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Five years ago Martin Jacques and his family moved to Hong Kong to start a new life which all too soon ended in tragedy. Finally, an anti-racist law that might have saved his wife’s life is to be introduced
Hong Kong has been shaken over the past few months by a series of crises: the Sars epidemic, continuing economic difficulties and huge opposition to new security legislation. No doubt Tony Blair, during his brief visit last week, will have discussed each of these, together with another, less-publicised affair: the long-running debate about the need for anti-racist legislation.
When my wife Hari and I arrived in Hong Kong on November 2, 1998, accompanied by our little boy Ravi, just nine weeks old, we were borne on a wave of optimism and expectation. We planned to spend three years in Hong Kong: Hari working for her international law firm, me to write a book and make a television series. It was familiar territory to us: our relationship had started there during a whirlwind week back in 1993.
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Once people risked all to get in – now they are queueing up to escape. Hard times in Hong Kong have made China the new Mecca
For days and days it had rained, but nothing could dampen the spirits of the millions of Hong Kongers, and hundreds of thousands of tourists, who came to witness the handover of Hong Kong to China. It was June 30, 1997, and the British laid on a firework display to remember as Chris Patten, the last governor, boarded the royal yacht Britannia and made his exit. The next night the Chinese staged an even more stunning display across the water that divides Hong Kong island from the Kowloon side. Hong Kong was engulfed in optimism – on June 30 about the past, and on July 1 about its future. The only doubt that lingered, along with the whiff of gunpowder, was what the Chinese might do with their new possession.
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Martin Jacques was comfortably settled, had a successful career as an editor and political writer, when his whole life was overturned. On holiday in Malaysia, he fell in love, magically, irreversibly, with Hari. Each risked all to be together. How could anything touch their happiness?
It was Saturday, August 21 1993. I was staying on Tioman, a small tropical island off the east coast of Malaysia. The time was 7.30am and I was just returning from a run when I noticed a young dark brown woman walking between the wooden chalets to my left. She smiled. I said hello. Nothing seemed more natural: everyone smiled and said hello on Tioman. But there was something about her that stuck in my mind: to this day, I can’t tell you exactly what it was. That morning, my partner and I had signed up for a jungle trek. People began to gather for the 9am departure, when suddenly I heard this voice: “Didn’t I see you earlier? Weren’t you running through the village?” With barely a pause, she added, “Only a white man would do something as stupid as that.” I was reeling. She was wearing a huge grin and her big brown eyes were full of impish humour. Before I had collected my thoughts, she fired another salvo.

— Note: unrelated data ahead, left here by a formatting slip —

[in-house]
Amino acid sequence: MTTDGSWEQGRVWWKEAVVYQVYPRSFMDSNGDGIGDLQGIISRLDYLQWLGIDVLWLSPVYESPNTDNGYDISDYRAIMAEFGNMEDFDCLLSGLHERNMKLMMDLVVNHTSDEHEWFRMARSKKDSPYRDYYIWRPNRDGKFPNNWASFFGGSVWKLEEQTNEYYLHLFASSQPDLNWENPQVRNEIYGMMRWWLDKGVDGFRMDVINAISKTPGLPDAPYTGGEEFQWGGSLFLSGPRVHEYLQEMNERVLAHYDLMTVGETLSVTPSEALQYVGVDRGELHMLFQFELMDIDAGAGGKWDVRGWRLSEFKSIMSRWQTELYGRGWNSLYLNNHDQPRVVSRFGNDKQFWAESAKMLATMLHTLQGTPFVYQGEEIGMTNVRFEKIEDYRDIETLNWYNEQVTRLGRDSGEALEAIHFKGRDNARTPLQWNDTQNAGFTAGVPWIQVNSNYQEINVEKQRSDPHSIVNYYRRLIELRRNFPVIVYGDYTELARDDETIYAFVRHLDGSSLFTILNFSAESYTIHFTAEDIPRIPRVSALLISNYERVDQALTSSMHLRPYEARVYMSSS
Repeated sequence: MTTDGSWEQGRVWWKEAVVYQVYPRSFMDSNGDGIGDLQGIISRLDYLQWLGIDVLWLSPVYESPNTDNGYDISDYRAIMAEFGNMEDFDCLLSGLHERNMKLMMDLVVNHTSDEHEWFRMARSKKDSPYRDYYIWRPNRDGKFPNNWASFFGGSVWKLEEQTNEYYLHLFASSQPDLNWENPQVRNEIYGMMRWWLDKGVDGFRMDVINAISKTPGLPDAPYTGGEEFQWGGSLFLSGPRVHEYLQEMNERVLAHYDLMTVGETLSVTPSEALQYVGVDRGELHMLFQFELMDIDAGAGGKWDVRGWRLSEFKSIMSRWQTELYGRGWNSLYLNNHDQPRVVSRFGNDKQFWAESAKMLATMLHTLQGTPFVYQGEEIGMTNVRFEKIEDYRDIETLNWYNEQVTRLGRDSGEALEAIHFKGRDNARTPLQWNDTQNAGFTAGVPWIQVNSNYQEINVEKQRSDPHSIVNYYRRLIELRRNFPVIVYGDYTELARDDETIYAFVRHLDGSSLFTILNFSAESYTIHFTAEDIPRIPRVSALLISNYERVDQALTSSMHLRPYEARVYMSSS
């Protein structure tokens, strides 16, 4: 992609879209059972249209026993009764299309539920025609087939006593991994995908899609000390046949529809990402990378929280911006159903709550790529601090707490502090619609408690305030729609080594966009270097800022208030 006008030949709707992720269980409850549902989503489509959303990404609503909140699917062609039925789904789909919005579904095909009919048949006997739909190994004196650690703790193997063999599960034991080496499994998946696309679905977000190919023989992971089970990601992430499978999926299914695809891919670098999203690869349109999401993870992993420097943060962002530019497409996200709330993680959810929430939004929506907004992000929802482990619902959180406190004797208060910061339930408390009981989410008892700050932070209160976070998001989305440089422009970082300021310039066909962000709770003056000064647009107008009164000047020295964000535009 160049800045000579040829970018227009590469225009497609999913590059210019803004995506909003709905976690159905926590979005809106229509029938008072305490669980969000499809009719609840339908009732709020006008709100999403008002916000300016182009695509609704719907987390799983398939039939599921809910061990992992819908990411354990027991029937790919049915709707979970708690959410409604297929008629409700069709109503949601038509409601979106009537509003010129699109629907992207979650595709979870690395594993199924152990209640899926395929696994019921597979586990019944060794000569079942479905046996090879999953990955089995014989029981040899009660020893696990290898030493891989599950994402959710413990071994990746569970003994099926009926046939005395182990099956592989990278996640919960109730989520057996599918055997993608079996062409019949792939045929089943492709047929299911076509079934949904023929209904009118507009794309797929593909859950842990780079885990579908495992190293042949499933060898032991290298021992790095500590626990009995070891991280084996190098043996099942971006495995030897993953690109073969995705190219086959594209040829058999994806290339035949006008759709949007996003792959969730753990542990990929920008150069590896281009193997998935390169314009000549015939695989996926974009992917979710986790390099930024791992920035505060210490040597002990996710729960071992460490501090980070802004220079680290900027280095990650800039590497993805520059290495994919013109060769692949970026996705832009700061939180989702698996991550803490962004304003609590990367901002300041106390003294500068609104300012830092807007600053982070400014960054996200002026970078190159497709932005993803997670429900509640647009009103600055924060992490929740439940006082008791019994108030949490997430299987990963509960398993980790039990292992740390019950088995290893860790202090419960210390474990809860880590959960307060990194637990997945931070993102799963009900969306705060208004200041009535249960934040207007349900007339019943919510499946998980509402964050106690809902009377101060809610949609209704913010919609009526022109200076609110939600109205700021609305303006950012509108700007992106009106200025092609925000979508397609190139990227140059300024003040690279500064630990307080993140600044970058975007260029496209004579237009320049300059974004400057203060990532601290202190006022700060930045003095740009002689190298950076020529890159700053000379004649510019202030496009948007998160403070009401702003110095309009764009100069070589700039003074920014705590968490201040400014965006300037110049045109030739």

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There was a knock on the door.
‘Come in,’ I called. It was the moment for which I had been waiting. He was slightly shorter than I had expected but no less imposing, with long hair, now mainly grey, and a beard. His complexion was rather darker than I imagined. Of course, I thought: ‘The old Moor.’ I offered him a seat, thanking him for making time for the interview. He shrugged his shoulders, looked at the tape recorder with some puzzlement, and waited for me to begin.
‘Mr Marx, you wrote in the Communist Manifesto, on the eve of the 1848 revolution, that: ‘A spectre is haunting Europe, the spectre of communism.’ The spectre haunting Europe now looks more like capitalism.’
I began to explain what had happened in 1989, but he interrupted with some impatience. ‘I know, I know. I have been following events, I don’t sleep while I am in the Reading Room.’ Of course, I thought, seat G7. As he seemed well up with the news I hastily revised my interview.